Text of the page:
SAN FRANCISCO: Even though consumers typically express confidence about their device security arrangements, that still didn’t prevent cyber-criminals from stealing $172bn from 978m people last year.

That is according to the 2017 Norton Cyber Security Insights Report by security firm Symantec, the maker of Norton antivirus software, which conducted a survey of more than 21,500 adults across 20 markets.

Looking specifically at the situation in the US, the survey revealed that 143m Americans were the victims of cybercrime last year – or more than half the US adult online population.

Losses totalled $19.4bn in the US with each victim forced to spend an average of nearly 20 hours dealing with the aftermath. Meanwhile, 17m UK consumers lost £4.6bn with the average victim having to spend 14.8 hours dealing with the problem.

“Consumers’ actions revealed a dangerous disconnect: Despite a steady stream of cybercrime sprees reported by media, too many people appear to feel invincible and skip taking even basic precautions to protect themselves,” said Fran Rosch, EVP of Symantec’s Consumer Business Unit.

“This disconnect highlights the need for consumer digital safety and the urgency for consumers to get back to basics when it comes to doing their part to prevent cybercrime,” he added.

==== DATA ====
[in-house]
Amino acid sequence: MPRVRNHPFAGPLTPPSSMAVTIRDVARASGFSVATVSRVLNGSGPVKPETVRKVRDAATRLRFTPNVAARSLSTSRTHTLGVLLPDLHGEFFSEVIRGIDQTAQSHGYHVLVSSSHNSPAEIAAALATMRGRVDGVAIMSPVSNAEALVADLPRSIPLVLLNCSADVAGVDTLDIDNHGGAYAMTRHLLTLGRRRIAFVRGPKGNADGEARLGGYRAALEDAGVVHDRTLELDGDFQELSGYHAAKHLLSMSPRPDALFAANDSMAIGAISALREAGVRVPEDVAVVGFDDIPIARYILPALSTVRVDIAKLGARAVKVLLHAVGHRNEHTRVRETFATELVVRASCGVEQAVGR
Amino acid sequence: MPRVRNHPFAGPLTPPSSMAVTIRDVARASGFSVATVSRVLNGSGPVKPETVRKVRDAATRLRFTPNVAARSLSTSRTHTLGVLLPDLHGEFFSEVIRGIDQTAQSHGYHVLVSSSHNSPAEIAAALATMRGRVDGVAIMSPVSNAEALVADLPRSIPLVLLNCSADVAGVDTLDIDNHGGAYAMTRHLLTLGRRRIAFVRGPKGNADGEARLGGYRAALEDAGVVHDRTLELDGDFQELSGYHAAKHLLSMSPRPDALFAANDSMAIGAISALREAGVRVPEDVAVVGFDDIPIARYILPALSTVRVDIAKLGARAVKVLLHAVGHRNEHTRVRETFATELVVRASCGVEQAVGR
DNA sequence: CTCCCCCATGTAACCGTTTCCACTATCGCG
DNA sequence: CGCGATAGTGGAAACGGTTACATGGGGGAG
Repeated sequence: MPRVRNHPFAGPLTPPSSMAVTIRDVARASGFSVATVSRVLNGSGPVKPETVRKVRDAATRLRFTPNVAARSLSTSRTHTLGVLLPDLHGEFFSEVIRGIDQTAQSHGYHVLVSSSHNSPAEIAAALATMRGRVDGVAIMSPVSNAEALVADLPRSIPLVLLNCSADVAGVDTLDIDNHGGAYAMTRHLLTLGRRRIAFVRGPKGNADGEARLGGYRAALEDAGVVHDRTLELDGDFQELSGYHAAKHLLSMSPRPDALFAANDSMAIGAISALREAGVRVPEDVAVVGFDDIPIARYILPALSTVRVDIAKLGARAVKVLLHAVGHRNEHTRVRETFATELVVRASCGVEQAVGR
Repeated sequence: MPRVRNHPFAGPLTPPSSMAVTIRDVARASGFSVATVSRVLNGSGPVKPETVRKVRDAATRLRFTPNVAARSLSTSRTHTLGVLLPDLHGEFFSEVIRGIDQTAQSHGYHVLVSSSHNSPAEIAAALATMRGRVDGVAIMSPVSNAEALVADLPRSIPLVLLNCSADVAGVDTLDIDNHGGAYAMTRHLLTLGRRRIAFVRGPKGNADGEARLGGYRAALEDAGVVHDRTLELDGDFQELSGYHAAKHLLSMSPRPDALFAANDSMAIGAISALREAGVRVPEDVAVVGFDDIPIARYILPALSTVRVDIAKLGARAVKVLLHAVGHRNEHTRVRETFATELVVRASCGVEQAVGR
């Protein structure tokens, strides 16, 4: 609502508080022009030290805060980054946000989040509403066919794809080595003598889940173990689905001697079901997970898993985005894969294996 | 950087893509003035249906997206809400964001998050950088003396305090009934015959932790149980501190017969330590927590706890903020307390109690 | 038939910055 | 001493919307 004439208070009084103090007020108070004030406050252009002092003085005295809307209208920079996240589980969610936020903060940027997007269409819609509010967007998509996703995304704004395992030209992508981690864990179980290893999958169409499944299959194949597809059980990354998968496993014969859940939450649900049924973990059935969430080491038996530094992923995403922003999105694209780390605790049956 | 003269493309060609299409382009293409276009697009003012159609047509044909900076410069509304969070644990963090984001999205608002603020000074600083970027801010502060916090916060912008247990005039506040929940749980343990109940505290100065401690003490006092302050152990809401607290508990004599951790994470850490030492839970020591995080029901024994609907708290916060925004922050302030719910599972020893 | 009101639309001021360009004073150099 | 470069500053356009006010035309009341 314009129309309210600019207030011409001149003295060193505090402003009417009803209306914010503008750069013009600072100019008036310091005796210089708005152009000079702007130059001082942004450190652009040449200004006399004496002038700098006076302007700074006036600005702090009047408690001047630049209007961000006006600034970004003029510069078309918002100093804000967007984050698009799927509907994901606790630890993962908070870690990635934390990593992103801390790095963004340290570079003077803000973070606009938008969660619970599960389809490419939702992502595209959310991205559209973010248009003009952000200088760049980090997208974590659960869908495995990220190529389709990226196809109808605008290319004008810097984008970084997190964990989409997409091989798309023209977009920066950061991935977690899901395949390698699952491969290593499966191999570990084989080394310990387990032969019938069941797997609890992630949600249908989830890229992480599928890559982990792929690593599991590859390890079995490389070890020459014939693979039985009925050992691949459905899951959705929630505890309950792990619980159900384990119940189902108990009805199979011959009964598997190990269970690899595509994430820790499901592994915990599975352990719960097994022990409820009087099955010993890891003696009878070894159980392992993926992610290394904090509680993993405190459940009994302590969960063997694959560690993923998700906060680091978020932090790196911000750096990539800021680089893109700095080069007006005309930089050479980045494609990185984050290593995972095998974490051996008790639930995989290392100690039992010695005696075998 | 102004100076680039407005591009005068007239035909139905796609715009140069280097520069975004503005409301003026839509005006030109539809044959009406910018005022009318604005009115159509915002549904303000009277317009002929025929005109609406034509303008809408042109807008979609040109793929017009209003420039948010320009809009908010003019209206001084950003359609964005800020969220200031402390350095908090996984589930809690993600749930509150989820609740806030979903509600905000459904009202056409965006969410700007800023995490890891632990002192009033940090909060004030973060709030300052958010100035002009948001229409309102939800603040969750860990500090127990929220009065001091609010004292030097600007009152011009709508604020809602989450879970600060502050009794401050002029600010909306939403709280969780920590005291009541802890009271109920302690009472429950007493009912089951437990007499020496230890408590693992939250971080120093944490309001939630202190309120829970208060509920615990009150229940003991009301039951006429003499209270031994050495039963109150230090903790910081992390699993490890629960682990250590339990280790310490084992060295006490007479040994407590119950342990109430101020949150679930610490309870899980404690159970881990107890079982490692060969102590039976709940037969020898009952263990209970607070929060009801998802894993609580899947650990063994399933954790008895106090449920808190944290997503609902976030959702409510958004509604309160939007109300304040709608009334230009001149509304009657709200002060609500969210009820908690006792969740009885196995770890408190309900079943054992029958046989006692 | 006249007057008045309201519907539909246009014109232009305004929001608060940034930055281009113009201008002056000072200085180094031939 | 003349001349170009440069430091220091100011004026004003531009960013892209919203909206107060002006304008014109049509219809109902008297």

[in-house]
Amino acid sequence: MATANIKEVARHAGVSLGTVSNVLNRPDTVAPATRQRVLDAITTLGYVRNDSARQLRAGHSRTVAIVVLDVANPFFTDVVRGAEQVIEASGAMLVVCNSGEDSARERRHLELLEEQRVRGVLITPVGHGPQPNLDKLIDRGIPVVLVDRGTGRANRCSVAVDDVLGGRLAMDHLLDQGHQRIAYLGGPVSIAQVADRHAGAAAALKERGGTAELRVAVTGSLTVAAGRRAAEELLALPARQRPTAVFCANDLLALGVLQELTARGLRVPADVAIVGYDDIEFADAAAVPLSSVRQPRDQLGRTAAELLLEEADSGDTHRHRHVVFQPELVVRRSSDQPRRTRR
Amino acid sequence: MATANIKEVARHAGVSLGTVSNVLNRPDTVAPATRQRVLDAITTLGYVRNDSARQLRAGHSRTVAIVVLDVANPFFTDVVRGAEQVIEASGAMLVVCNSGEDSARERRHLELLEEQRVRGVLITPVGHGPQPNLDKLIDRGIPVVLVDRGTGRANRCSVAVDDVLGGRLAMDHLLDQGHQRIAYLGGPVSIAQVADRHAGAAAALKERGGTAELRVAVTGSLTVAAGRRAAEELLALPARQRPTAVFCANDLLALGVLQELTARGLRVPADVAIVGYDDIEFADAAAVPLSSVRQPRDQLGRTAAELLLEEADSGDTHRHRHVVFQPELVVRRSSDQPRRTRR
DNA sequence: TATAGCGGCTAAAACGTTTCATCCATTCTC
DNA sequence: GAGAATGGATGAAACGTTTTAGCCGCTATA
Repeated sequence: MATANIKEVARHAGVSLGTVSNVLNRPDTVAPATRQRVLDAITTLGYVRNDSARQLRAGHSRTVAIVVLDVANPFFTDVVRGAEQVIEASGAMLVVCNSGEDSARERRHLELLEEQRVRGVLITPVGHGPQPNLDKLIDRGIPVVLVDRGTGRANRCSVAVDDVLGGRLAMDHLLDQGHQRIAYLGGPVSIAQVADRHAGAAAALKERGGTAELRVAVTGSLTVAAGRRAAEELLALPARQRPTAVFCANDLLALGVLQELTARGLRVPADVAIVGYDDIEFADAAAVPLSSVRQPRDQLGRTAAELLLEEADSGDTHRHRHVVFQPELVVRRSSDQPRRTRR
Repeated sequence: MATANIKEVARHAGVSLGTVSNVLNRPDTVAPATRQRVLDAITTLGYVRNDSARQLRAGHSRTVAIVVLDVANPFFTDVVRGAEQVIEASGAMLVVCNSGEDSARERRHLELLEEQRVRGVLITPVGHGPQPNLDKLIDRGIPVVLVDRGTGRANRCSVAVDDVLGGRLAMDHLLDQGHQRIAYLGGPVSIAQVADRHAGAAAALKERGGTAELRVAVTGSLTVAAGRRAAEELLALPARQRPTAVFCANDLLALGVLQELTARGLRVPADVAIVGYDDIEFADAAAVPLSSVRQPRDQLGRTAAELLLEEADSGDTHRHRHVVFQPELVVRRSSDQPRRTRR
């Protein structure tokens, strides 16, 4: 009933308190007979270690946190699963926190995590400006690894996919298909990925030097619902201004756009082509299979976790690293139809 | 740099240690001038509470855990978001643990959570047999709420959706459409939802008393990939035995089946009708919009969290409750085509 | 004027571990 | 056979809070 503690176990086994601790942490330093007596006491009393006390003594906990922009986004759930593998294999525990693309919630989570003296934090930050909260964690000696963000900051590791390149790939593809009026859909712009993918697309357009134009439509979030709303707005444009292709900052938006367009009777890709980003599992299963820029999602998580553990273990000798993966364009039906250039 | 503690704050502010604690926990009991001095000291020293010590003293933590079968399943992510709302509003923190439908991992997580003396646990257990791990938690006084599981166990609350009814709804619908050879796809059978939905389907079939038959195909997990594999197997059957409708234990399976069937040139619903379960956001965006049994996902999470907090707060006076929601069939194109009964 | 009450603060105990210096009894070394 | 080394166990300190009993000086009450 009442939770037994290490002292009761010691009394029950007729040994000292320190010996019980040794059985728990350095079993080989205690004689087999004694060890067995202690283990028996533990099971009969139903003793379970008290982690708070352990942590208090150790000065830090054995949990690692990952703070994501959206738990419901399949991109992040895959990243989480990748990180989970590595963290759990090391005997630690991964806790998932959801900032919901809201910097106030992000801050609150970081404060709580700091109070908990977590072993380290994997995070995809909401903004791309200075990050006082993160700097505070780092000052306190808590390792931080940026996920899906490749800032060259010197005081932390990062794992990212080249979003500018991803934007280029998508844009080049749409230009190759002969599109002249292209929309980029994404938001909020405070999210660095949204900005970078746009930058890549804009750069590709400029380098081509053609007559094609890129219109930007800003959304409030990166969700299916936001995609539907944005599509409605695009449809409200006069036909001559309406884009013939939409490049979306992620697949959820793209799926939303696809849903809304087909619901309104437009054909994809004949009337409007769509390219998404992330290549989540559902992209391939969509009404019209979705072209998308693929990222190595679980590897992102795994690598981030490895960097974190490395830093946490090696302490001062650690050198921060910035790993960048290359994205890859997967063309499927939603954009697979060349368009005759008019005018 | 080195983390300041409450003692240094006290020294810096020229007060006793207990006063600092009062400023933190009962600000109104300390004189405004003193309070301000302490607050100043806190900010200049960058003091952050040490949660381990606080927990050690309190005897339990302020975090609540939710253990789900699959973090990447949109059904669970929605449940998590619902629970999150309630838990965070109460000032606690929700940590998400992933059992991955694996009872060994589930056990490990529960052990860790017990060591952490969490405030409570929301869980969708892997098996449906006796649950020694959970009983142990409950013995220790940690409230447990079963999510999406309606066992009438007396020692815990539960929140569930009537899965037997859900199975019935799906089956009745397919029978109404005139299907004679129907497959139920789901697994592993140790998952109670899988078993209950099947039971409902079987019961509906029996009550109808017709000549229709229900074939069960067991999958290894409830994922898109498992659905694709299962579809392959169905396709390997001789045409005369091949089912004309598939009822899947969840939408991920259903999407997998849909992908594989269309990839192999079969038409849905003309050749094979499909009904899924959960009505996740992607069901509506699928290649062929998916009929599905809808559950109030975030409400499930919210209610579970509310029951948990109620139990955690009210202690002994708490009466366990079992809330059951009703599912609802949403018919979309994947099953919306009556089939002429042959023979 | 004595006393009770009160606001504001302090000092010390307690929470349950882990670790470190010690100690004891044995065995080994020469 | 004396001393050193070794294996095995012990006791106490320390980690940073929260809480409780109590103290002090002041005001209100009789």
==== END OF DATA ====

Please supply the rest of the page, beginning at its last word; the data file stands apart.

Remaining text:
His warning came after the survey found that nearly a quarter of victims in the US used the same online password across all accounts and 60% committed the security howler of sharing their passwords for at least one device or account with others.

By comparison, only 17% of non-cybercrime victims reused passwords and 37% shared their passwords with others.

In addition, 41% of victims wrote down their passwords on a piece of paper and were almost twice as likely as non-victims to save their password to a file on their computer or smartphone than non-victims.

And almost half (46%) of US cybercrime victims owned a smart device for streaming content, compared to about one quarter of non-victims. They were also three times as likely to own a connected home device.

Sourced from Symantec, ITProPortal; additional content by WARC staff